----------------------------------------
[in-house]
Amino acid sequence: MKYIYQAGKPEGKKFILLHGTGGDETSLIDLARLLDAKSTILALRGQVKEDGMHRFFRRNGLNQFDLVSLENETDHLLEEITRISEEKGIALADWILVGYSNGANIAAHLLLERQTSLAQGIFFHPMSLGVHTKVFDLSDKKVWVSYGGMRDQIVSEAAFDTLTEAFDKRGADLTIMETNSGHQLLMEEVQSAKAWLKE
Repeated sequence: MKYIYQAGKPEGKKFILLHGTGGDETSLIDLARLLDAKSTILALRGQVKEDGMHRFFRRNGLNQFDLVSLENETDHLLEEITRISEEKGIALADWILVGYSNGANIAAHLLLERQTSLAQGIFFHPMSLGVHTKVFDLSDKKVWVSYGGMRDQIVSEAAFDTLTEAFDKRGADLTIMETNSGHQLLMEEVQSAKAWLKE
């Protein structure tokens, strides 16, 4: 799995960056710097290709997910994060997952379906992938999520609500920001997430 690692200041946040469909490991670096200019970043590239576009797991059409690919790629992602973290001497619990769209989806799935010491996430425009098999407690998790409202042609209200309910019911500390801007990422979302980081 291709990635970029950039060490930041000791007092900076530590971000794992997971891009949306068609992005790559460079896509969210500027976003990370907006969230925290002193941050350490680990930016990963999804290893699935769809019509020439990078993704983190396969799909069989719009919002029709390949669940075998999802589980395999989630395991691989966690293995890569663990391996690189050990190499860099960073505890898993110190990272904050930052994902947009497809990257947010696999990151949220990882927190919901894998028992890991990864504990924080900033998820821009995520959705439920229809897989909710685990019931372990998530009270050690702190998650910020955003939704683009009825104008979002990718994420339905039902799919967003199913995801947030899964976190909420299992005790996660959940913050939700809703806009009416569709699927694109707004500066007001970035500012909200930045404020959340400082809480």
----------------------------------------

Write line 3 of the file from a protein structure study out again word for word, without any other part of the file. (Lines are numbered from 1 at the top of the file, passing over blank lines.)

Repeated sequence: MKYIYQAGKPEGKKFILLHGTGGDETSLIDLARLLDAKSTILALRGQVKEDGMHRFFRRNGLNQFDLVSLENETDHLLEEITRISEEKGIALADWILVGYSNGANIAAHLLLERQTSLAQGIFFHPMSLGVHTKVFDLSDKKVWVSYGGMRDQIVSEAAFDTLTEAFDKRGADLTIMETNSGHQLLMEEVQSAKAWLKE